At a news conference in Baghdad today, ex-premier Iyad Allawi, leader of the largely Sunni-backed Iraqiya bloc, warned against Prime Minister Nuri al-Maliki’s consolidating rule. Allawi called on Maliki to change course--either by supporting a unified and participatory government that did not seek to sideline any party’s voices, stepping down or pursuing early elections. This call for change comes as tensions continue to mount between Maliki and his political rivals. On Tuesday, Maliki’s Shiite-dominated Cabinet suspended boycotting Iraqiya bloc ministers, barring them from managing their ministries and nullifying any decisions they sign. The ministers began a boycott last month after Maliki’s government leveled charges of terrorism against Sunni Vice President, Tariq al-Hashemi. The vice-president fled to refuge in Northern Iraq to escape a warrant for his arrest.
Speaking to Reuters shortly after the initial calls for al-Hashemi’s arrest last month, Allawi drew parallels between Maliki’s actions and those of fallen dictator Saddam Hussein. “It reminds me personally of what Saddam Hussein used to do where he would accuse his political opponents of being terrorists and conspirators,” said Allawi. “We fear the return of dictatorship by this authoritarian way of governing. It’s the latest in a build-up of atrocities, arrests and intimidation that has been going on a wide scale.” In an interview last month Iraq’s Deputy Prime Minister, Saleh al-Mutlaq, characterized Maliki as a dictator “worse than Saddam Hussein.” Almost immediately, Maliki began seeking the sacking of al-Mutlaq and stationed tanks and soldiers outside Mutlaq’s deputy’s office. This was not the first time Maliki has attempted to silince his critics. In 2009 The Guardian quoted allegations by Iraqis of Maliki’s growing autocratic tendencies. Maliki’s intelligence forces soon filed suit against the publication in Iraqi court alleging defamation. As Maliki’s government issues arrest warrants for individuals they allege have supported or controlled death squads, he has continued to muscle his direct control over military and civilian forces. As a result, many of Iraq’s minorities are living in fear of violent repression. “The armed forces should not be a tool to repress people and the armed forces should not interfere in political matters,” said Sunni parliament speaker Osama al-Nujafi in a televised address. Their fears are not unfounded. On Sunday, The Guardian’s Ghaith Abdul-Ahad revealed signs of widespread brutalities committed by Iraq’s state security officers. “[A] growing body of evidence collected,” he wrote,”…shows [that they] are systematically arresting people on trumped-up charges, torturing them and extorting bribes from their families for their release.” For months, protesters at peaceful rallies throughout Iraq have been under assault by Maliki’s soldiers and security forces. “Once we were there, they hit us with their hands in the face, neck, chest, and arms while we were still blindfolded,” an Iraqi activist told Human Rights Watch in June 2011. “They kicked us everywhere they could reach. They did not use batons on me, and they talked to each other about not leaving marks or bruises on us.” Maliki’s consolidation has also targeted journalists and members of the media critical of his heavy hand. On September 8, 2011 popular radio journalist, Hadi al-Mahdi, 45, was shot dead by silenced pistols in his home in Baghdad. A prominent critic of the Iraqi government, al-Mahdi played a role in organizing and publicizing peaceful mass protests for popular reform initiatives. Just hours before his death al-Mahdi posted a message to his Facebook account: Enough … I have lived the last three days in a state of terror. There are some who call me and warn me of raids and arrests of protesters. There is someone saying that the government will do this and that. There is someone with a fake name coming on to Facebook to threaten me. I will take part in the demonstrations, for I am one of its supporters. I firmly believe that the political process embodies a national, economic, and political failure. It deserves to change, and we deserve a better government. In short, I do not represent any political party or any other side, but rather the miserable reality in which we live… I am sick of seeing our mothers beg in the streets and I am sick of news of politicians’ gluttony and of their looting of Iraq’s riches. UPDATE 1/20/12: In a submission to the country’s supreme judicial council, Allawi has alleged that over the last several months more than 1,000 opposition party members have been arrested and detained. According to the allegations, many are being held without legal council and some have been tortured into giving false information.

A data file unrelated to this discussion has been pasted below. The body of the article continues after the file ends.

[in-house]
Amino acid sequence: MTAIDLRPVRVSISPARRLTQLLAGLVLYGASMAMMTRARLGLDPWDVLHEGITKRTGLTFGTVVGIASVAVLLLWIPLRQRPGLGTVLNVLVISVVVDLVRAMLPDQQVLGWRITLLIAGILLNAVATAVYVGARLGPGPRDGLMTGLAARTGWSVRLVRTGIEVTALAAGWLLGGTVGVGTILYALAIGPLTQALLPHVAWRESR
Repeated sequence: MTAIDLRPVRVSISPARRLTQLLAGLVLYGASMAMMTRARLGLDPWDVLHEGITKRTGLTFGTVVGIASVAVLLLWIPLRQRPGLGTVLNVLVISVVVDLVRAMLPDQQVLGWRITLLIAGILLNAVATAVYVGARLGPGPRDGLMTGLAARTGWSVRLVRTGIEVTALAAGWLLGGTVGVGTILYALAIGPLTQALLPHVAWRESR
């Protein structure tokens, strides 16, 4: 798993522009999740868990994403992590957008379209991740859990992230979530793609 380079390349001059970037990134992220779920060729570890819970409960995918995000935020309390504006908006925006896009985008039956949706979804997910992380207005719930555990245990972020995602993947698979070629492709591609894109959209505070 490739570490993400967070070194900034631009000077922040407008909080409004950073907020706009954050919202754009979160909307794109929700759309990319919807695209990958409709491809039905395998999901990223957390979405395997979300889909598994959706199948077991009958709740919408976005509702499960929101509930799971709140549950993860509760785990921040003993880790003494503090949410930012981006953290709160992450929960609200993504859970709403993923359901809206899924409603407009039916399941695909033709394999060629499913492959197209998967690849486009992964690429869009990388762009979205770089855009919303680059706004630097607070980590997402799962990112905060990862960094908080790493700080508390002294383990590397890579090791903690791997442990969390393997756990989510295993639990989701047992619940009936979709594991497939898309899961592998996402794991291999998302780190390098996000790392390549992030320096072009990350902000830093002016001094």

Andrew Bashi is a Winter 2012 editorial intern at In These Times. A-third year law student at Loyola University Chicago, he is an active board member of the Chicago Chapter of the National Lawyers Guild.